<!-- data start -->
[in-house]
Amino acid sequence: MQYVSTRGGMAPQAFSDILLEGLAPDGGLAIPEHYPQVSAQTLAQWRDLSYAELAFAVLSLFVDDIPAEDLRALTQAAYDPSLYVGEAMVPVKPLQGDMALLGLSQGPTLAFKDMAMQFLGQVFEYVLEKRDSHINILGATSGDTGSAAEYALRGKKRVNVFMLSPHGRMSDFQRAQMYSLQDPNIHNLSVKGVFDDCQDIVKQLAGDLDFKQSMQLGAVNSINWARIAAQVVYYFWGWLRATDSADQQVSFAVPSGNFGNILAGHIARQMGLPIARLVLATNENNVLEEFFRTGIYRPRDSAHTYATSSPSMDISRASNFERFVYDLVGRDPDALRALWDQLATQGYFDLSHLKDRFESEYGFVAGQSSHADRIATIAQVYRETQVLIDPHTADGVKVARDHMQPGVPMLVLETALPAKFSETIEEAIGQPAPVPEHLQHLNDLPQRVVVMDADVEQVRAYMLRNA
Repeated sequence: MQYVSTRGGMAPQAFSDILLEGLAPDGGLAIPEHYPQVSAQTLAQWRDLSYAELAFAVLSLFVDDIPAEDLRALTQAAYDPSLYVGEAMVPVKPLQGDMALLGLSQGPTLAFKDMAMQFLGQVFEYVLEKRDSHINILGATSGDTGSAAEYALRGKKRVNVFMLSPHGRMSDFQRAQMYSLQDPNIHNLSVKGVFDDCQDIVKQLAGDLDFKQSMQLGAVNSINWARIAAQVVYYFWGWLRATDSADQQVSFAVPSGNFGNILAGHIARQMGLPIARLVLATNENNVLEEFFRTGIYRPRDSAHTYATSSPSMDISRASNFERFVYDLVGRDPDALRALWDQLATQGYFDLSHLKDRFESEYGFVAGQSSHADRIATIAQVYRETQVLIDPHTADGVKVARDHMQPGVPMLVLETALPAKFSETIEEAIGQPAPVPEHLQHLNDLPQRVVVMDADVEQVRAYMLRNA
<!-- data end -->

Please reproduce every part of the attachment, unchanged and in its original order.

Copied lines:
[in-house]
Amino acid sequence: MQYVSTRGGMAPQAFSDILLEGLAPDGGLAIPEHYPQVSAQTLAQWRDLSYAELAFAVLSLFVDDIPAEDLRALTQAAYDPSLYVGEAMVPVKPLQGDMALLGLSQGPTLAFKDMAMQFLGQVFEYVLEKRDSHINILGATSGDTGSAAEYALRGKKRVNVFMLSPHGRMSDFQRAQMYSLQDPNIHNLSVKGVFDDCQDIVKQLAGDLDFKQSMQLGAVNSINWARIAAQVVYYFWGWLRATDSADQQVSFAVPSGNFGNILAGHIARQMGLPIARLVLATNENNVLEEFFRTGIYRPRDSAHTYATSSPSMDISRASNFERFVYDLVGRDPDALRALWDQLATQGYFDLSHLKDRFESEYGFVAGQSSHADRIATIAQVYRETQVLIDPHTADGVKVARDHMQPGVPMLVLETALPAKFSETIEEAIGQPAPVPEHLQHLNDLPQRVVVMDADVEQVRAYMLRNA
Repeated sequence: MQYVSTRGGMAPQAFSDILLEGLAPDGGLAIPEHYPQVSAQTLAQWRDLSYAELAFAVLSLFVDDIPAEDLRALTQAAYDPSLYVGEAMVPVKPLQGDMALLGLSQGPTLAFKDMAMQFLGQVFEYVLEKRDSHINILGATSGDTGSAAEYALRGKKRVNVFMLSPHGRMSDFQRAQMYSLQDPNIHNLSVKGVFDDCQDIVKQLAGDLDFKQSMQLGAVNSINWARIAAQVVYYFWGWLRATDSADQQVSFAVPSGNFGNILAGHIARQMGLPIARLVLATNENNVLEEFFRTGIYRPRDSAHTYATSSPSMDISRASNFERFVYDLVGRDPDALRALWDQLATQGYFDLSHLKDRFESEYGFVAGQSSHADRIATIAQVYRETQVLIDPHTADGVKVARDHMQPGVPMLVLETALPAKFSETIEEAIGQPAPVPEHLQHLNDLPQRVVVMDADVEQVRAYMLRNA